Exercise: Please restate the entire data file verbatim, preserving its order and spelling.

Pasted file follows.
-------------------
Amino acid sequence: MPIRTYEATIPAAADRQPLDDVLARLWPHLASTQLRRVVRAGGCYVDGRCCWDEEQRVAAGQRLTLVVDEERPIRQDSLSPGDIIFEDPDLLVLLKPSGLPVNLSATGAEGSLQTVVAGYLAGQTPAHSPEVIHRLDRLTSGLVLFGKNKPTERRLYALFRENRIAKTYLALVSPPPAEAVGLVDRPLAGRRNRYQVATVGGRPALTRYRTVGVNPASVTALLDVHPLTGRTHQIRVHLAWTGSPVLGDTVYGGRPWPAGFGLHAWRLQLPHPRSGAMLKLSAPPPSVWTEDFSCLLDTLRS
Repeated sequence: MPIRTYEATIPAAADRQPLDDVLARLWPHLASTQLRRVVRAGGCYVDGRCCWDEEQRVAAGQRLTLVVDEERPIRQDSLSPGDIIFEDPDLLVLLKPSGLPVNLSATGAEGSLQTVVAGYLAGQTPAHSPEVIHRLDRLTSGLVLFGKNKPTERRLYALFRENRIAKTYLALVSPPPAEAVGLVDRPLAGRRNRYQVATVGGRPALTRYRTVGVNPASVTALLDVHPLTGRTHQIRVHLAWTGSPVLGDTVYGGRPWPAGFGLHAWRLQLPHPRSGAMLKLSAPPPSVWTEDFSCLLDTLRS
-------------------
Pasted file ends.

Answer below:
Amino acid sequence: MPIRTYEATIPAAADRQPLDDVLARLWPHLASTQLRRVVRAGGCYVDGRCCWDEEQRVAAGQRLTLVVDEERPIRQDSLSPGDIIFEDPDLLVLLKPSGLPVNLSATGAEGSLQTVVAGYLAGQTPAHSPEVIHRLDRLTSGLVLFGKNKPTERRLYALFRENRIAKTYLALVSPPPAEAVGLVDRPLAGRRNRYQVATVGGRPALTRYRTVGVNPASVTALLDVHPLTGRTHQIRVHLAWTGSPVLGDTVYGGRPWPAGFGLHAWRLQLPHPRSGAMLKLSAPPPSVWTEDFSCLLDTLRS
Repeated sequence: MPIRTYEATIPAAADRQPLDDVLARLWPHLASTQLRRVVRAGGCYVDGRCCWDEEQRVAAGQRLTLVVDEERPIRQDSLSPGDIIFEDPDLLVLLKPSGLPVNLSATGAEGSLQTVVAGYLAGQTPAHSPEVIHRLDRLTSGLVLFGKNKPTERRLYALFRENRIAKTYLALVSPPPAEAVGLVDRPLAGRRNRYQVATVGGRPALTRYRTVGVNPASVTALLDVHPLTGRTHQIRVHLAWTGSPVLGDTVYGGRPWPAGFGLHAWRLQLPHPRSGAMLKLSAPPPSVWTEDFSCLLDTLRS